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Eu-genesis: The Bible’s early implications on and shortcomings in approaching humanity 

The first book in the Bible is Genesis, which is divided into two parts: the Primeval history and the Patriarchal history, and delves into concepts surrounding human nature through ideas such as sin, obedience and knowledge and the relationship between God and the people he has created. 

In order to assess the implications of Genesis, the content within it must be approached as a work of literature. 

But first, we should review the history of the Bible, which is essential in forming the framework of this understanding. The book has been translated time and time again in order to create a shelf that is stocked full of different versions.

The King James version was one of the first to be widely distributed. However, its flaws lie in its translation being conducted almost entirely by one individual. Myles Coverdale passed time before his execution working on this translation. The idea of an entire historical work being translated by one independent individual leaves boundless margins of both error and unencountered bias. This version was promoted by King Henry VIII to be in churches across England. This may be in part due to the fact that the king was the central point of the title art for this edition, with the name of God above his head in order to symbolize the notion that he “received his spiritual authority directly from God himself.”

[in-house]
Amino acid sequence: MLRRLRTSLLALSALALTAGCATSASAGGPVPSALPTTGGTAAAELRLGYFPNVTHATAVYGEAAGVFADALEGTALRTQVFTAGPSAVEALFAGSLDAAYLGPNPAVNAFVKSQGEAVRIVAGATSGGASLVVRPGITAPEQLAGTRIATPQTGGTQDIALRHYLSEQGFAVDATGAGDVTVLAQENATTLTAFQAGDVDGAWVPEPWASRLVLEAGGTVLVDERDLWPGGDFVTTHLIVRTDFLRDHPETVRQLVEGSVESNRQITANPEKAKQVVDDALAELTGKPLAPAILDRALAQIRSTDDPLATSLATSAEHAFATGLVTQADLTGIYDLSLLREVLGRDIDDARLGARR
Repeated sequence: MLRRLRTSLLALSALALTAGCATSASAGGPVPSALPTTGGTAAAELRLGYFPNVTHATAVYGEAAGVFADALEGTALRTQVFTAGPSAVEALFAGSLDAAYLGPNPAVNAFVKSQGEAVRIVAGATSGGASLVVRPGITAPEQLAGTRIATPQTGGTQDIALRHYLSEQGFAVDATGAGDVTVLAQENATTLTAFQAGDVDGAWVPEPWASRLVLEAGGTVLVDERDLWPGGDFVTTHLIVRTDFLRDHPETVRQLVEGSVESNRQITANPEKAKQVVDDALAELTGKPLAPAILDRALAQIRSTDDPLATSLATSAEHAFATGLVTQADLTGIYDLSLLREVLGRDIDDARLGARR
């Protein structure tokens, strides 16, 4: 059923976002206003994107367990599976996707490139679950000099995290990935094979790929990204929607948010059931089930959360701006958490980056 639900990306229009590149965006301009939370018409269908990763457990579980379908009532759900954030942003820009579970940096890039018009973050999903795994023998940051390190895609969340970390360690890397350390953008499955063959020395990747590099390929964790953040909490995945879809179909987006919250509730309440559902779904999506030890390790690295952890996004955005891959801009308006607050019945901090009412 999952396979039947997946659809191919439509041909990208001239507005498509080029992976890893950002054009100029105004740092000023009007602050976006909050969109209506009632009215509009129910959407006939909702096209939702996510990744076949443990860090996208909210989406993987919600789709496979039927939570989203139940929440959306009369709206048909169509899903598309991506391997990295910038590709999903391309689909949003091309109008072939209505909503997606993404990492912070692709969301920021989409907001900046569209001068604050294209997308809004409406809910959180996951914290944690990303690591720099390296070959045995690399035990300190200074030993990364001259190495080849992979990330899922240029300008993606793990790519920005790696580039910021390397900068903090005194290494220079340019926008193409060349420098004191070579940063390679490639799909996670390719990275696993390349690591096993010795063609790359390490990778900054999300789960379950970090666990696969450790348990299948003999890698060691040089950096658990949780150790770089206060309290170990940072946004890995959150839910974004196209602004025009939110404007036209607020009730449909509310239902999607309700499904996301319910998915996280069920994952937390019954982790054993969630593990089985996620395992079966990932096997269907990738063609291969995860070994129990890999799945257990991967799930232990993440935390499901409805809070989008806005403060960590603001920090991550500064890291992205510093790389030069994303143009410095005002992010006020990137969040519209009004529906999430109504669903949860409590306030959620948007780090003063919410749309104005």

This version was created for the eyes of the common person, and its justification for validity typically lies in its dating back to the 1600s. However, age is not synonymous to accuracy. 

The New International version was translated more recently, in the 1970s. The group of translators of this version was composed of 15 evangelical scholars. This translation, resultantly, leans more heavily into the ideals of evangelical theology. 

There lies an entirely different realm of issues surrounding the ethics of completing this translation, where over $1.2 million was raised even before the Old Testament was completed, as the United States’ economy was crumbling around them. In the 1970s, which was considered a time of stagflation, which ultimately ended in a recession. The economy was unstable, and yet this group found enough justification in spending countless dollars on yet another  translation of a religious text. 

Considering these two versions, which are just a pair among many others such as the New Living Standard and English Standard versions, it becomes apparent that some of the most widely referenced versions of the Bible, and those which most of the common population read to follow their faith, were developed in a manner that is laced with bias and lack of reliability. 

There are dangers in this inconsistency, and alas a lack of unity across Christianity created by followers of the same set of ideas reading different translations of the same original book. 

It is best to review the New Revised Standard version, which was translated in 1989 by a group composed of people of multiple different faith backgrounds. It is also known for the usage of gender-neutral language, replacing “man” with “people” to refer to the greater human population. It is neutral and it is progressive, and provides groundwork for an unbiased assessment of the content within it. 

This leads us into the content within its first book, starting directly at the creation of man.

Historically, the Bible is found to deliver a list of damaging implications about mankind. This begins with the very first book, Genesis, proving that the root start of man in Christianity provides a framework for an unhealthy outlook on how to live life “properly.”

The Bible first introduces the creation of women through the story of Eve, who notoriously was created through Adam’s rib cage. As opposed to building her off of his foot, or a lower segment of his body, she was created from his side, implying equality between man and woman. Here, however, consideration of the story of Lilith must come into play, as she is often not told in Christianity.